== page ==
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Bulletins

Alphabet is sending Loon's balloons back to earth

Loon, the internet-beaming weather balloon project that originally started within Google's X Lab, is being shuttered, Alphabet announced today.


After nine years of attempting to turn the idea of giant, autonomous floating weather balloons that send internet down to the world below them into a business, X lab head Astro Teller wrote in a blog that the bubble has finally burst. Although Loon did help out in the aftermath of Hurricane Maria in Puerto Rico, and had signed deals with telecoms companies in Africa as recently as last summer, it seems the reality of trying to use these difficult-to-navigate balloons for reliable internet service became too much.

Loon is part of a cadre of millstones around Alphabet's neck. Beyond its sturdy ad business from Google, most of the other companies it has created, such as Google Fiber, Waymo, Wing and Verily — which it calls Other Bets — have yet to turn a profit. Alphabet killed off its Makani project, an attempt generate energy with small airborne turbines, a little less than a year ago.

Most of the Loon team will be disbanded, according to Teller, apart from a small team that will be calling the balloons back home. Teller also said that Google will be pledging $10 million "to support nonprofits and businesses focussed on connectivity, Internet, entrepreneurship and education in Kenya." For the quarter ending Sept. 30, Other Bets lost Alphabet roughly $1.1 billion.

Politics

A Bloomberg-backed ‘tech co’ is building campaign tools for the left and right

The stealthy firm, which has been buying political tech firms for more than a year, is backed by Emma Bloomberg's philanthropic group.

The new firm, called Tech co., is backed by Michael Bloomberg's daughter, Emma Bloomberg.

Image: Clayton Cardinalli

A new company backed by Michael Bloomberg's daughter Emma Bloomberg has been quietly buying political tech firms and going on a hiring spree, as it seeks to create a digital organizing platform that operates "outside of a traditional 'Red/Blue' partisan paradigm."

Neither the existence of the firm, called simply Tech co. for now, nor its high-profile funder have been previously reported, though it's been up and running for at least a year. But a spate of recent job listings seeking data scientists, behavioral scientists and engineers have circulated through the insular political tech whisper mill, sparking curiosity as the startup prepares to emerge from stealth mode this spring.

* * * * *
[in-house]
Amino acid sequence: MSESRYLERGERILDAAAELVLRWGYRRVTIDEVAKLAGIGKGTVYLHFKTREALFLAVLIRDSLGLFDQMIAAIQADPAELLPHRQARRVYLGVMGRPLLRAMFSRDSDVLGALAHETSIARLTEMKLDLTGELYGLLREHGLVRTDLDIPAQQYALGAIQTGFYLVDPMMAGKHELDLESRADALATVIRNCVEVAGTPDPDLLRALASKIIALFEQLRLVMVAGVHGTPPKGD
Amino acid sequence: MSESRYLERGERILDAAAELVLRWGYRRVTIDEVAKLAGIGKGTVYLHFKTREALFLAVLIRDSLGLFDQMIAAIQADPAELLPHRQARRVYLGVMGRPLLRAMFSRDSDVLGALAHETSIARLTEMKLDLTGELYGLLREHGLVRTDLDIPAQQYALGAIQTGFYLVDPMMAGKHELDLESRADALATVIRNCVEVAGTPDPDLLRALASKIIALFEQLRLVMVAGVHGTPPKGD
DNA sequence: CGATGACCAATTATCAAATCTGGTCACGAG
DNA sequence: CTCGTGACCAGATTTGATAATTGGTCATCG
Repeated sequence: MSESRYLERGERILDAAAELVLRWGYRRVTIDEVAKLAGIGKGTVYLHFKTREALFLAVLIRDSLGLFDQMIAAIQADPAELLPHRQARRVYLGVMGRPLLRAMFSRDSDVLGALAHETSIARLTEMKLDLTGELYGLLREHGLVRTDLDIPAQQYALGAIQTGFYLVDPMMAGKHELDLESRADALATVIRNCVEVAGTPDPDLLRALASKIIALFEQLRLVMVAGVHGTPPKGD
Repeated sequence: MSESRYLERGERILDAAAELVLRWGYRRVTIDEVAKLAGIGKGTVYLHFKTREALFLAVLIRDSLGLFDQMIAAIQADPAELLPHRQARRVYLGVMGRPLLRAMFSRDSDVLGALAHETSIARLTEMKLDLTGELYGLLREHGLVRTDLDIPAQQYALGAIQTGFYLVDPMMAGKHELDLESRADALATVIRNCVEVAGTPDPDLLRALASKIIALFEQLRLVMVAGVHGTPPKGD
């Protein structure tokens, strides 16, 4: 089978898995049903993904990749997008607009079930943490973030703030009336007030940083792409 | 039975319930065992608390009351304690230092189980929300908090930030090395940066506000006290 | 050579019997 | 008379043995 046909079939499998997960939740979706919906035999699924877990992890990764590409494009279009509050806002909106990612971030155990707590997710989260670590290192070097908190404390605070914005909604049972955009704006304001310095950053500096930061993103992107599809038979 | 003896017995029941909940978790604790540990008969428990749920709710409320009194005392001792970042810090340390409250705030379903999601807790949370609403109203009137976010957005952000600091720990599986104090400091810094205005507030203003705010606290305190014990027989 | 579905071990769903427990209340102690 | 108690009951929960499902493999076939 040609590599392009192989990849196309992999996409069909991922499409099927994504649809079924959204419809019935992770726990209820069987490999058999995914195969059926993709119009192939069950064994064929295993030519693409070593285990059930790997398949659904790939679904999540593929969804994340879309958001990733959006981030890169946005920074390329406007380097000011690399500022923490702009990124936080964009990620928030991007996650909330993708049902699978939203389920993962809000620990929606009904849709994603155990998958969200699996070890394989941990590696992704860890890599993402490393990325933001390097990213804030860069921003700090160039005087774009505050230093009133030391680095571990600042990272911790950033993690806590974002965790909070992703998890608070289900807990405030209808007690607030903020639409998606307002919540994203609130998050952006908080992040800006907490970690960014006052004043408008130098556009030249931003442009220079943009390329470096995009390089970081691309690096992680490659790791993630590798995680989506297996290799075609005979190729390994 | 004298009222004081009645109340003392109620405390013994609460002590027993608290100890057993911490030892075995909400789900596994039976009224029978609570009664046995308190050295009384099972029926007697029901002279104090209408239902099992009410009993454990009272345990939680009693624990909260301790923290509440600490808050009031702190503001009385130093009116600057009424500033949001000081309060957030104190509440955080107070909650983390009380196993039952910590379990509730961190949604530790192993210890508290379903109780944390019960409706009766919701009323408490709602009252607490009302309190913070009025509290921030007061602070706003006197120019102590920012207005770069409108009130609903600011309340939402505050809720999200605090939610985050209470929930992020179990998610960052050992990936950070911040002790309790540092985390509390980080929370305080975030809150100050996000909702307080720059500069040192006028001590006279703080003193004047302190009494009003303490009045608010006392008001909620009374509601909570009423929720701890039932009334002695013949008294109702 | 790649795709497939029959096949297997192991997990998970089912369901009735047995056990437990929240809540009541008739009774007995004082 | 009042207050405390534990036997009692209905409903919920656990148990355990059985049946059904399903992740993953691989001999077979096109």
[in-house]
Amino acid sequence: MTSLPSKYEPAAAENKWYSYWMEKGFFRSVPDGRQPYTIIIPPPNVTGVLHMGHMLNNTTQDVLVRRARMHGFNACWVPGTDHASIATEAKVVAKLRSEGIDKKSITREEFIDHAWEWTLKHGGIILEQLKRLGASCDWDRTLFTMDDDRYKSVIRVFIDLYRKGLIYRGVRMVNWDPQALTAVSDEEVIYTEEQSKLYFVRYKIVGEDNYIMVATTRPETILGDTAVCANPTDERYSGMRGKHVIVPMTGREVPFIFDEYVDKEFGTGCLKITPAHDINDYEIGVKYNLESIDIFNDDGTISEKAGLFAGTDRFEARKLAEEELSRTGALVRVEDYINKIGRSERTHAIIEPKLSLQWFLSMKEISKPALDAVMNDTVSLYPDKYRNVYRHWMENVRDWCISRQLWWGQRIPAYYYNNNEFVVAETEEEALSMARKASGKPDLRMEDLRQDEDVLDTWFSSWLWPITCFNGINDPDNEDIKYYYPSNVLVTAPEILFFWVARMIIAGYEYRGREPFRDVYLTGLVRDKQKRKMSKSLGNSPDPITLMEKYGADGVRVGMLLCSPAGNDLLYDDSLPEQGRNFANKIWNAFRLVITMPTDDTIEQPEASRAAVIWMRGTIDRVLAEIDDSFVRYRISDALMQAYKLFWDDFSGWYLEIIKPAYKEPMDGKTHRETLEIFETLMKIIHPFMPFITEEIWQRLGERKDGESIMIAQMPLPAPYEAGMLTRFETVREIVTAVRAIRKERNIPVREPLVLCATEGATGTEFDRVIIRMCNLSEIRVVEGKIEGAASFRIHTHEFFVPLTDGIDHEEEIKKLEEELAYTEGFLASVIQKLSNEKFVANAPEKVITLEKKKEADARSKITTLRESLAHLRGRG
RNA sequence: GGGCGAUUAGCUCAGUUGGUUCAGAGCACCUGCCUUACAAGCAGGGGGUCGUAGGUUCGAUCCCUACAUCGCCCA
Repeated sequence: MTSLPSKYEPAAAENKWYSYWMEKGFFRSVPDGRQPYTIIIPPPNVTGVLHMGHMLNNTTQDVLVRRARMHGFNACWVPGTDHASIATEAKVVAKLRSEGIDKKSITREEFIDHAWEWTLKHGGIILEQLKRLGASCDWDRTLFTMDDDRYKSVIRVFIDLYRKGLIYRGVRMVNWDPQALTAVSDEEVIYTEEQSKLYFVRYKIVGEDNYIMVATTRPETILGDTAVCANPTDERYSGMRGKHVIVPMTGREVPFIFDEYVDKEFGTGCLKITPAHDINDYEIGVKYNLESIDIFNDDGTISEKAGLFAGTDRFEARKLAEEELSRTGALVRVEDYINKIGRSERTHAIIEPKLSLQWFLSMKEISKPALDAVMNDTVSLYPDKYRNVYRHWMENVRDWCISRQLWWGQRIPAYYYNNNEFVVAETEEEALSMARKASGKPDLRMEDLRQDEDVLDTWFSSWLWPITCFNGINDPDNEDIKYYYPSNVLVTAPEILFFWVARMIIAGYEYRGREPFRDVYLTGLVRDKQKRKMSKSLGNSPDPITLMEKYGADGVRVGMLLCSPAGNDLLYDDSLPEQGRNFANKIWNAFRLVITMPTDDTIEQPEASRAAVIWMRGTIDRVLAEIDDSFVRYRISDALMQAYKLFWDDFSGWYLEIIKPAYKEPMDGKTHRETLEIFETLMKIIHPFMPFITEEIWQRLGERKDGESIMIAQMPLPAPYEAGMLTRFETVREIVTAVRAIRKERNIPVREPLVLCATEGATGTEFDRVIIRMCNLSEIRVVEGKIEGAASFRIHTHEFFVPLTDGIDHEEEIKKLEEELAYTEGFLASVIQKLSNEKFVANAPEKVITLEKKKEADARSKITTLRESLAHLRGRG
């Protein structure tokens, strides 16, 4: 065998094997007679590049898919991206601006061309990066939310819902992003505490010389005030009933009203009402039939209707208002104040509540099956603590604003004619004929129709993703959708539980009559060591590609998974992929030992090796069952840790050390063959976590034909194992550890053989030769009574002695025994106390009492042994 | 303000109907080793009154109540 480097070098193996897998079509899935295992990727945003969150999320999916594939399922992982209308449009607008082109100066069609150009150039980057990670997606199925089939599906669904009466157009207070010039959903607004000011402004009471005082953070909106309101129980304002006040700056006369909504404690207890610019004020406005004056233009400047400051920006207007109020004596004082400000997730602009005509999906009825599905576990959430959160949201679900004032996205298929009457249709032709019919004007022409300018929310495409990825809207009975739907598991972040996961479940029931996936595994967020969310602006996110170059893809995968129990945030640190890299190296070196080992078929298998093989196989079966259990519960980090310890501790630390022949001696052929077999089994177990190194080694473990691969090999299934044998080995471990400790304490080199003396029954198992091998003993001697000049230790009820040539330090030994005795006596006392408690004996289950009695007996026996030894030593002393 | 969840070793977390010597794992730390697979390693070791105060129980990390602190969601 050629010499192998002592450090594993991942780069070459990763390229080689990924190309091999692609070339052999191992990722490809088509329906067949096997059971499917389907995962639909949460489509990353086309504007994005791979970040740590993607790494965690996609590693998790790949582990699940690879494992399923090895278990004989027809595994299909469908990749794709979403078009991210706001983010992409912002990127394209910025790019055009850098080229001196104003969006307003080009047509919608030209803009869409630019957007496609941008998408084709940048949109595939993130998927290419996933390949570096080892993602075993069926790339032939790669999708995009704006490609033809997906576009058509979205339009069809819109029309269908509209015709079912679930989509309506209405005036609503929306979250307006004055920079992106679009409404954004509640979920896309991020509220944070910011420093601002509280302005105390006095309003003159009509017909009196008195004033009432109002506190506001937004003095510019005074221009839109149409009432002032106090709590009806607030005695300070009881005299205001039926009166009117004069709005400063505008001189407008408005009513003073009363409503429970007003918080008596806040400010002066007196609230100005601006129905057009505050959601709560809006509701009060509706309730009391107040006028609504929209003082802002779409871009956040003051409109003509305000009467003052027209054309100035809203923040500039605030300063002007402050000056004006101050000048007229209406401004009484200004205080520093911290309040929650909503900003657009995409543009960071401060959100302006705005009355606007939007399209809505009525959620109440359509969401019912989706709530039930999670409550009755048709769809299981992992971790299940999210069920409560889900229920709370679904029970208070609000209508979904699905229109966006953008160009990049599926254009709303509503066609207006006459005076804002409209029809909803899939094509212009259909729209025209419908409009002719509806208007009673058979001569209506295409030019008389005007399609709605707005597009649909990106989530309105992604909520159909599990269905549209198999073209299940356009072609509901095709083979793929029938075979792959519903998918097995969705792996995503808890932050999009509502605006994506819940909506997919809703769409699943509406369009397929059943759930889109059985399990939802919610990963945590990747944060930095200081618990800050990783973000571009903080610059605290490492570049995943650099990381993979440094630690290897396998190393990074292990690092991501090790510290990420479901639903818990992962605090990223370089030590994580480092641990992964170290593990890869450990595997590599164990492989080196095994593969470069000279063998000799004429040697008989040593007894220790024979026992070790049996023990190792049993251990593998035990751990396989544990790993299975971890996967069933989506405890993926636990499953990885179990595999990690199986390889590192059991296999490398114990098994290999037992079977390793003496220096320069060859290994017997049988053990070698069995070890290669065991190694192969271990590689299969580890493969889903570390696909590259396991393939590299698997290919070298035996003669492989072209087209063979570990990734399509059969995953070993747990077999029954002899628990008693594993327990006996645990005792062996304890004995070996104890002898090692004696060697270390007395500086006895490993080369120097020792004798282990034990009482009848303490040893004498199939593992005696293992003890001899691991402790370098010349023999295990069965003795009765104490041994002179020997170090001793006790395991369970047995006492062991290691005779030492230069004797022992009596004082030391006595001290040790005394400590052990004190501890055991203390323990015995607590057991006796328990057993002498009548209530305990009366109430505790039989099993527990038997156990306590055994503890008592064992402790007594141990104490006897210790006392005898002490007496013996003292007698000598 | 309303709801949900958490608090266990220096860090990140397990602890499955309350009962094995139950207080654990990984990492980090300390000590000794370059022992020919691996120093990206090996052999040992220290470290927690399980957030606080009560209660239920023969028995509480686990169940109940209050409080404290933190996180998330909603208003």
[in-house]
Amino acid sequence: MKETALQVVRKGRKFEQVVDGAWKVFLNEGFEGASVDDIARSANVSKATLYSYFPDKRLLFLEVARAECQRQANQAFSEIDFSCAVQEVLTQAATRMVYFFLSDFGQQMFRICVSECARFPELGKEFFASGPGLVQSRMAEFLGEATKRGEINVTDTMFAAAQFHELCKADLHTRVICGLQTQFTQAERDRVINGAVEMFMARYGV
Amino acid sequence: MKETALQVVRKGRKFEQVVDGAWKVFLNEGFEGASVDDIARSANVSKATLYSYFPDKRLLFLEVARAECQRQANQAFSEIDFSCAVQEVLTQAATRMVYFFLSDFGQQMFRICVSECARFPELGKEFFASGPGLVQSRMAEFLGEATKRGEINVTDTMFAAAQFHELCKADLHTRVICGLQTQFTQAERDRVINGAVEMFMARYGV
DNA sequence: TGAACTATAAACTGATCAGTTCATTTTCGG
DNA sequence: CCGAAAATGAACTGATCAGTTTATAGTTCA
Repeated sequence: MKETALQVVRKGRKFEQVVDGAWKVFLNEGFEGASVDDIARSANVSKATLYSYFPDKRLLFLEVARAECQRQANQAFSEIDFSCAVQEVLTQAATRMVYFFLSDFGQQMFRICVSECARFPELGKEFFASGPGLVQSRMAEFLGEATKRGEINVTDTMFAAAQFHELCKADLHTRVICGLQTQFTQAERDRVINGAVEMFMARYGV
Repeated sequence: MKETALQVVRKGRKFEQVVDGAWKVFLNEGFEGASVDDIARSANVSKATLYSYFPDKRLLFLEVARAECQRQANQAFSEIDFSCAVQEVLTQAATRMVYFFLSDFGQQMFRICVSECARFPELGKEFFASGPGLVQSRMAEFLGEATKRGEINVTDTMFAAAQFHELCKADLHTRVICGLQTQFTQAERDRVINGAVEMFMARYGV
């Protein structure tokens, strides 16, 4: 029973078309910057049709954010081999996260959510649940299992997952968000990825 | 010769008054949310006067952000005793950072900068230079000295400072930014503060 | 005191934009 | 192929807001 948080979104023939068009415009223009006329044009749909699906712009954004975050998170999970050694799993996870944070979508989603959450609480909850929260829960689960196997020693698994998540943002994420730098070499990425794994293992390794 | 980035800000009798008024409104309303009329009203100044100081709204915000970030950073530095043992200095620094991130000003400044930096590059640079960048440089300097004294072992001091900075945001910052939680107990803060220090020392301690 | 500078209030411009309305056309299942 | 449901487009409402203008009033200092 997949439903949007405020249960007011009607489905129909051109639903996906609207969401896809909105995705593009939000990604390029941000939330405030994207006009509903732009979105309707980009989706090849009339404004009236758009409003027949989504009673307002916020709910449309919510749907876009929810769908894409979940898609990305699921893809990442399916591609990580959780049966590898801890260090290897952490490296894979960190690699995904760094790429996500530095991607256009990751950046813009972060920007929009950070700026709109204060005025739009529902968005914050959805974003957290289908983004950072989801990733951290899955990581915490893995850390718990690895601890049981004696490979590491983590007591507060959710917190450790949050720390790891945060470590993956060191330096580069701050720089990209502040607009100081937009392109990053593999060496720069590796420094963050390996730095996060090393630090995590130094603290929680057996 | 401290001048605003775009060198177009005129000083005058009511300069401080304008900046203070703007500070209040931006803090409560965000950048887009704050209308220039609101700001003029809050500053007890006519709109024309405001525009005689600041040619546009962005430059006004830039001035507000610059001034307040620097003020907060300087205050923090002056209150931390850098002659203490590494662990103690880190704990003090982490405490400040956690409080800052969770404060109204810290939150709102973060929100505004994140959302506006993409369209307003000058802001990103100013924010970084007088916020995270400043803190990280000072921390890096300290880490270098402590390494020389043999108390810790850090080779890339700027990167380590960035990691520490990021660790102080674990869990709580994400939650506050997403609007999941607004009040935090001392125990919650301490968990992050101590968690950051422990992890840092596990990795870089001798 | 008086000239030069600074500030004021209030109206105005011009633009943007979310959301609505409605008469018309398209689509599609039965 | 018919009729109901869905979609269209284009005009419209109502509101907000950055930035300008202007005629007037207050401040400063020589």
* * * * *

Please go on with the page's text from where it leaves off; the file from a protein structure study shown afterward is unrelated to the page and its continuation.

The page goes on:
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Issie Lapowsky
Issie Lapowsky (@issielapowsky) is a senior reporter at Protocol, covering the intersection of technology, politics, and national affairs. Previously, she was a senior writer at Wired, where she covered the 2016 election and the Facebook beat in its aftermath. Prior to that, Issie worked as a staff writer for Inc. magazine, writing about small business and entrepreneurship. She has also worked as an on-air contributor for CBS News and taught a graduate-level course at New York University’s Center for Publishing on how tech giants have affected publishing. Email Issie.
Sponsored Content

Building better relationships in the age of all-remote work

How Stripe, Xero and ModSquad work with external partners and customers in Slack channels to build stronger, lasting relationships.

Image: Original by Damian Zaleski

Every business leader knows you can learn the most about your customers and partners by meeting them face-to-face. But in the wake of Covid-19, the kinds of conversations that were taking place over coffee, meals and in company halls are now relegated to video conferences—which can be less effective for nurturing relationships—and email.

Email inboxes, with hard-to-search threads and siloed messages, not only slow down communication but are also an easy target for scammers. Earlier this year, Google reported more than 18 million daily malware and phishing emails related to Covid-19 scams in just one week and more than 240 million daily spam messages.

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Transforming 2021

Blockchain, QR codes and your phone: the race to build vaccine passports

Digital verification systems could give people the freedom to work and travel. Here's how they could actually happen.

One day, you might not need to carry that physical passport around, either.

Photo: CommonPass

There will come a time, hopefully in the near future, when you'll feel comfortable getting on a plane again. You might even stop at the lounge at the airport, head to the regional office when you land and maybe even see a concert that evening. This seemingly distant reality will depend upon vaccine rollouts continuing on schedule, an open-sourced digital verification system and, amazingly, the blockchain.

Several countries around the world have begun to prepare for what comes after vaccinations. Swaths of the population will be vaccinated before others, but that hasn't stopped industries decimated by the pandemic from pioneering ways to get some people back to work and play. One of the most promising efforts is the idea of a "vaccine passport," which would allow individuals to show proof that they've been vaccinated against COVID-19 in a way that could be verified by businesses to allow them to travel, work or relax in public without a great fear of spreading the virus.

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Mike Murphy

Mike Murphy ( @mcwm) is the director of special projects at Protocol, focusing on the industries being rapidly upended by technology and the companies disrupting incumbents. Previously, Mike was the technology editor at Quartz, where he frequently wrote on robotics, artificial intelligence, and consumer electronics.

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